A diurnal variation of temperature at constant levels in the lower atmosphere was observed at all stations in the Los Angeles basin area. The amplitude of the variation increases with height. This variation has been studied as a diurnal oscillation in the height of isentropic surfaces. The rise and fall of isentropic surfaces may indicate an appreciable diurnal change of vertical motion, but in the higher levels, are at least partly explained by errors in measurement of temperatures by radiosondes. In levels below 4,000 feet msl vertical motion of the right order of magnitude could be caused by the diurnal accumulation and depletion of air as a result of the sea-breeze regime.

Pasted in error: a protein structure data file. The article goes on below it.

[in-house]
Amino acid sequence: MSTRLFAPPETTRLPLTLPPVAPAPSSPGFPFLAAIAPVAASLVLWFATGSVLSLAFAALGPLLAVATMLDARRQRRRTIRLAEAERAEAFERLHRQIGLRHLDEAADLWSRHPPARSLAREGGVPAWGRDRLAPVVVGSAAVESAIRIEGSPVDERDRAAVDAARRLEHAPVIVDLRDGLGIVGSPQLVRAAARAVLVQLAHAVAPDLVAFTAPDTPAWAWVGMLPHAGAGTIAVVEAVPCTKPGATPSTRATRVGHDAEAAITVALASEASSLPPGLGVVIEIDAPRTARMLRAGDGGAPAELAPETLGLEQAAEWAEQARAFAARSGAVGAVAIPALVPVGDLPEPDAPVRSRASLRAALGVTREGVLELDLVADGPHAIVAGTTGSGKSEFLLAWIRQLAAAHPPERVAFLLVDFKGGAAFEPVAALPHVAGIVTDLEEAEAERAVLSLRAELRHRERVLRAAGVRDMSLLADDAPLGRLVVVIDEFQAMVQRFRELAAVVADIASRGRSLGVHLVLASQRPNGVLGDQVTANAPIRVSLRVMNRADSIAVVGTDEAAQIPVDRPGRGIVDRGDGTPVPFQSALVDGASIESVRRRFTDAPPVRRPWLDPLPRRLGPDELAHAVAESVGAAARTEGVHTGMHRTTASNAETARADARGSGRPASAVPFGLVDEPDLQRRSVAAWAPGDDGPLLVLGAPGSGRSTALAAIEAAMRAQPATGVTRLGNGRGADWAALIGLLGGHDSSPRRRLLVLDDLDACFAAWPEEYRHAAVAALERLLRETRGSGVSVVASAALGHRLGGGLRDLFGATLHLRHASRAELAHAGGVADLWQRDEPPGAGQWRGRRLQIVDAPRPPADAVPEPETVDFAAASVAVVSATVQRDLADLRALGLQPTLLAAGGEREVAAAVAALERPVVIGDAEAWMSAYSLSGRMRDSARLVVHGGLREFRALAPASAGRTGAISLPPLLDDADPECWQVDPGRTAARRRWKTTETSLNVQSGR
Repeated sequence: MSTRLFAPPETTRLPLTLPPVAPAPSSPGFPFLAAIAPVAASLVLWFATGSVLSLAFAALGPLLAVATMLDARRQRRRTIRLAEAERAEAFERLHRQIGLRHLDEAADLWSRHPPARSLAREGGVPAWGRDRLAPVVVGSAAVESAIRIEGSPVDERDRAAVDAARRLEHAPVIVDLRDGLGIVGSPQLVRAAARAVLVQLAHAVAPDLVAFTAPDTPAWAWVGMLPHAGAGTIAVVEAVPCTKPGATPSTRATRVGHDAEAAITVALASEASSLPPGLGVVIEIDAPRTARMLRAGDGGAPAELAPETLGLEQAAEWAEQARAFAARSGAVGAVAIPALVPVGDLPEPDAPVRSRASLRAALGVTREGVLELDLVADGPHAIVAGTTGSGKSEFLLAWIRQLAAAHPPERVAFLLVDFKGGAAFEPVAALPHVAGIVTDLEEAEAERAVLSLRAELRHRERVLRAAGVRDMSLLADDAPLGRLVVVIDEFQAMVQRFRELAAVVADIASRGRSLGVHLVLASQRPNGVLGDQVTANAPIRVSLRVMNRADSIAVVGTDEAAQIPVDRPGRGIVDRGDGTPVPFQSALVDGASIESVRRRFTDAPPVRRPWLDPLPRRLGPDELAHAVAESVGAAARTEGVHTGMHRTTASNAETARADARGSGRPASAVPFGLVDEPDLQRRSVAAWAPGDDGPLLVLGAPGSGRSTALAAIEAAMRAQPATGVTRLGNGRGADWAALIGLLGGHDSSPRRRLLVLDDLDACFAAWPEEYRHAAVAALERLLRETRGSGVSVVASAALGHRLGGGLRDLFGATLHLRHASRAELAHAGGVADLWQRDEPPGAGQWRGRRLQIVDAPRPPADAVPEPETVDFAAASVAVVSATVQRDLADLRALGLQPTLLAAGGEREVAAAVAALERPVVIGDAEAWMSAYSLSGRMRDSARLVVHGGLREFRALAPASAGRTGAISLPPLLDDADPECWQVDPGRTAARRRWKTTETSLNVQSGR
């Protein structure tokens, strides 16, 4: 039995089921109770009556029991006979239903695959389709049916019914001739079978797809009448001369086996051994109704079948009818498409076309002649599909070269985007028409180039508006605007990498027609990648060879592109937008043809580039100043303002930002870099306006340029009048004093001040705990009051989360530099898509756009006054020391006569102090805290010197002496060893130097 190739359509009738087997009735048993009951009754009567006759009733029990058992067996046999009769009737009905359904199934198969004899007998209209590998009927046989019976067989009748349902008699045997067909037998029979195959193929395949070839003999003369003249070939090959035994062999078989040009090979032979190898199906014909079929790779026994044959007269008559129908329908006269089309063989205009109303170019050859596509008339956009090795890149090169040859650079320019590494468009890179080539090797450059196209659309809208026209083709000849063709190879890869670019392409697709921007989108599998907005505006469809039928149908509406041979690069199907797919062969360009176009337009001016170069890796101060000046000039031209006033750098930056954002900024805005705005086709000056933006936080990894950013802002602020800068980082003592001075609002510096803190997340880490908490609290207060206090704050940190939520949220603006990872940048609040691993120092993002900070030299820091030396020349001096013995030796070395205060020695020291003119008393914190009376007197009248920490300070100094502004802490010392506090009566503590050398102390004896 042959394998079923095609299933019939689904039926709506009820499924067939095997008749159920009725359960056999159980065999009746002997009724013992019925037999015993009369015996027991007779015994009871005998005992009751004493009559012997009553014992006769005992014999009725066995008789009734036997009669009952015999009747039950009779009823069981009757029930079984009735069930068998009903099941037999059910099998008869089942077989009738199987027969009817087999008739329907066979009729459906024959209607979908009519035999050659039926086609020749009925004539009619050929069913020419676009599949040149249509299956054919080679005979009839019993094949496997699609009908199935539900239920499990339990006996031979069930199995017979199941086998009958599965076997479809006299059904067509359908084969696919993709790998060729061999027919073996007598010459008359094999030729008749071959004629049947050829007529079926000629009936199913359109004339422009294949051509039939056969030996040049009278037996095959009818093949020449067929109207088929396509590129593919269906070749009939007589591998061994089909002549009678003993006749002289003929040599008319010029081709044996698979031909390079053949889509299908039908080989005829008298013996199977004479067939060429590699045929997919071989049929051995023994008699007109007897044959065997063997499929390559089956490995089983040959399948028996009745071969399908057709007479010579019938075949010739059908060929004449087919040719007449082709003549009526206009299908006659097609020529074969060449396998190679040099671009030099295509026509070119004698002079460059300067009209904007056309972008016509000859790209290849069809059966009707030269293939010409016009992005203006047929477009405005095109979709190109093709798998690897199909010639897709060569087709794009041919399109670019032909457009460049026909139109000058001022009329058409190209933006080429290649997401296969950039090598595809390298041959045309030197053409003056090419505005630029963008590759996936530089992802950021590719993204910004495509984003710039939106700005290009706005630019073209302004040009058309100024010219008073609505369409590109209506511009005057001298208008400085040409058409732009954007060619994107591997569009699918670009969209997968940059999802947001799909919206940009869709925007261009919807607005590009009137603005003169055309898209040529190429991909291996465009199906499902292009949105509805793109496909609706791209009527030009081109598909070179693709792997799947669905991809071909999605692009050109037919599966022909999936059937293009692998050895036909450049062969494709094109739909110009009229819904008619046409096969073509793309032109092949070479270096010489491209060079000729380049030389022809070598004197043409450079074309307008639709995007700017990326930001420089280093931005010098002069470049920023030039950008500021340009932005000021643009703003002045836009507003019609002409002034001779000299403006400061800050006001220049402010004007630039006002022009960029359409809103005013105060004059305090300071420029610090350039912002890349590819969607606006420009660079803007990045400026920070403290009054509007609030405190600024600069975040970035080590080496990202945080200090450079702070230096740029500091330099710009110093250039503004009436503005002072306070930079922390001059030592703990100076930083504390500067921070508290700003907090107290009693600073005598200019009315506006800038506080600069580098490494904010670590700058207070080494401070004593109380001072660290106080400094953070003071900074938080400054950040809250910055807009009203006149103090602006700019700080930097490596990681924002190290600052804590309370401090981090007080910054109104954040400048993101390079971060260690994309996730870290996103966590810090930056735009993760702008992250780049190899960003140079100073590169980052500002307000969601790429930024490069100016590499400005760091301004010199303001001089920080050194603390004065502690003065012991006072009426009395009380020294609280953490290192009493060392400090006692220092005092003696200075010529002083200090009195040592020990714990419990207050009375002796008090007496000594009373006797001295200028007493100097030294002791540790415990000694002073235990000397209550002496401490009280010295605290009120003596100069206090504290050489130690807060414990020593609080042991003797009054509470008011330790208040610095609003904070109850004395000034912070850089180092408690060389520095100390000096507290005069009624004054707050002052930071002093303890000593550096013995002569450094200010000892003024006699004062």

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Footnotes

* Present address: c/o Pineapple Research Institute, Honolulu, Hawaii. This article is based on work of the authors while at the AAF Weather Research Station, UCLA, 1945.

Present address: 6123 Faculty Ave., Bellflower, Calif.